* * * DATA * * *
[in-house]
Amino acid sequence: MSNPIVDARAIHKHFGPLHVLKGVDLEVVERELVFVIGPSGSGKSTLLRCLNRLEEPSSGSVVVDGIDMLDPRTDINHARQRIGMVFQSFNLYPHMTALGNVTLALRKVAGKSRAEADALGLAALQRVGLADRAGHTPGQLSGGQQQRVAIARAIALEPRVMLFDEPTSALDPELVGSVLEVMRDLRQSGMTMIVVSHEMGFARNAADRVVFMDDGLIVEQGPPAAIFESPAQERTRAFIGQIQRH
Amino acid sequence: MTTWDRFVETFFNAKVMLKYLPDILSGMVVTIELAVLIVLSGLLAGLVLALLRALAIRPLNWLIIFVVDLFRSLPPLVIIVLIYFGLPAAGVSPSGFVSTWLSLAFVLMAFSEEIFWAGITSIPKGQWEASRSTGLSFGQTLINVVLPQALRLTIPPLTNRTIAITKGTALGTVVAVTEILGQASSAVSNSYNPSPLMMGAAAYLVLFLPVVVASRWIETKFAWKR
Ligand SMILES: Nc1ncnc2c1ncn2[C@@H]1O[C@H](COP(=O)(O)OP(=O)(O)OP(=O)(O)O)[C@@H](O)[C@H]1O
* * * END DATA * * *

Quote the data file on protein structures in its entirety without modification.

[in-house]
Amino acid sequence: MSNPIVDARAIHKHFGPLHVLKGVDLEVVERELVFVIGPSGSGKSTLLRCLNRLEEPSSGSVVVDGIDMLDPRTDINHARQRIGMVFQSFNLYPHMTALGNVTLALRKVAGKSRAEADALGLAALQRVGLADRAGHTPGQLSGGQQQRVAIARAIALEPRVMLFDEPTSALDPELVGSVLEVMRDLRQSGMTMIVVSHEMGFARNAADRVVFMDDGLIVEQGPPAAIFESPAQERTRAFIGQIQRH
Amino acid sequence: MTTWDRFVETFFNAKVMLKYLPDILSGMVVTIELAVLIVLSGLLAGLVLALLRALAIRPLNWLIIFVVDLFRSLPPLVIIVLIYFGLPAAGVSPSGFVSTWLSLAFVLMAFSEEIFWAGITSIPKGQWEASRSTGLSFGQTLINVVLPQALRLTIPPLTNRTIAITKGTALGTVVAVTEILGQASSAVSNSYNPSPLMMGAAAYLVLFLPVVVASRWIETKFAWKR
Ligand SMILES: Nc1ncnc2c1ncn2[C@@H]1O[C@H](COP(=O)(O)OP(=O)(O)OP(=O)(O)O)[C@@H](O)[C@H]1O